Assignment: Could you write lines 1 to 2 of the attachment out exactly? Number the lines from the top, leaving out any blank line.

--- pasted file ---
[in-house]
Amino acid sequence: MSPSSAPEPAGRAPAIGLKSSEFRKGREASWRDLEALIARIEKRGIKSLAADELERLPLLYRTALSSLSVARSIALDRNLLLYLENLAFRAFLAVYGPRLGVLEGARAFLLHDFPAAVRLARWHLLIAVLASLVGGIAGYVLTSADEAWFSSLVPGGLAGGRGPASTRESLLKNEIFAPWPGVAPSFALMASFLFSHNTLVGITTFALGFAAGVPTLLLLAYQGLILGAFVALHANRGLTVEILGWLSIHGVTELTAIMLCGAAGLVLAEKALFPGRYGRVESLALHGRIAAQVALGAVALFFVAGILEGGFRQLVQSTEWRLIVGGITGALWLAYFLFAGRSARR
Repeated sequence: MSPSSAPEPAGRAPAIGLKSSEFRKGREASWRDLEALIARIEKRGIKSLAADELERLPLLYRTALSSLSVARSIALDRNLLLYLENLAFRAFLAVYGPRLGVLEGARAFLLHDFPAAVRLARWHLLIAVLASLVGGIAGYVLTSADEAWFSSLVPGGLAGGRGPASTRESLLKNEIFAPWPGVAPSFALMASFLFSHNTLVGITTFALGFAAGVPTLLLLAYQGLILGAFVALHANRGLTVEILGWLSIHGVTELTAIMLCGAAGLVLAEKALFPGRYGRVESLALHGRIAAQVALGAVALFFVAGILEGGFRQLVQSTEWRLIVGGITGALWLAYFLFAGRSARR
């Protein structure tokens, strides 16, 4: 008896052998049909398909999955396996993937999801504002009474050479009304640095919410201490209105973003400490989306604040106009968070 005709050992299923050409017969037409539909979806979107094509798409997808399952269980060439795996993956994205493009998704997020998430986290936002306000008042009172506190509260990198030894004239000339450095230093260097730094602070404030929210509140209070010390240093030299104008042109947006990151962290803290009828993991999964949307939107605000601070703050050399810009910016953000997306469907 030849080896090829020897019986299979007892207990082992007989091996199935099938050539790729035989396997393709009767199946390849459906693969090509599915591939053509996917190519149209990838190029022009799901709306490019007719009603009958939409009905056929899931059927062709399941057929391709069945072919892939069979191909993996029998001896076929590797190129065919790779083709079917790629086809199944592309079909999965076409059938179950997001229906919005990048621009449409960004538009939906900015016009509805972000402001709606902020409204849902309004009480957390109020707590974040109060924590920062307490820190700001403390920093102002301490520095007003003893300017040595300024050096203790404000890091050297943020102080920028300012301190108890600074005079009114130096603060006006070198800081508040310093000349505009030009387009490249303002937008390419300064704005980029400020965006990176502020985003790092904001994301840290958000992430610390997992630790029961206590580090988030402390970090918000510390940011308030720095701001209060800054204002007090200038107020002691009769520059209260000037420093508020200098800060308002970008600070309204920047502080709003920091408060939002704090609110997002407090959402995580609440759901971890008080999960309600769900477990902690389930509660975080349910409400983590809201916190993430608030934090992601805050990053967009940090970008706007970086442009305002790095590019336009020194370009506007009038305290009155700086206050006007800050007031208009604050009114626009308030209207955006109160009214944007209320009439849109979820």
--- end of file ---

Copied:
[in-house]
Amino acid sequence: MSPSSAPEPAGRAPAIGLKSSEFRKGREASWRDLEALIARIEKRGIKSLAADELERLPLLYRTALSSLSVARSIALDRNLLLYLENLAFRAFLAVYGPRLGVLEGARAFLLHDFPAAVRLARWHLLIAVLASLVGGIAGYVLTSADEAWFSSLVPGGLAGGRGPASTRESLLKNEIFAPWPGVAPSFALMASFLFSHNTLVGITTFALGFAAGVPTLLLLAYQGLILGAFVALHANRGLTVEILGWLSIHGVTELTAIMLCGAAGLVLAEKALFPGRYGRVESLALHGRIAAQVALGAVALFFVAGILEGGFRQLVQSTEWRLIVGGITGALWLAYFLFAGRSARR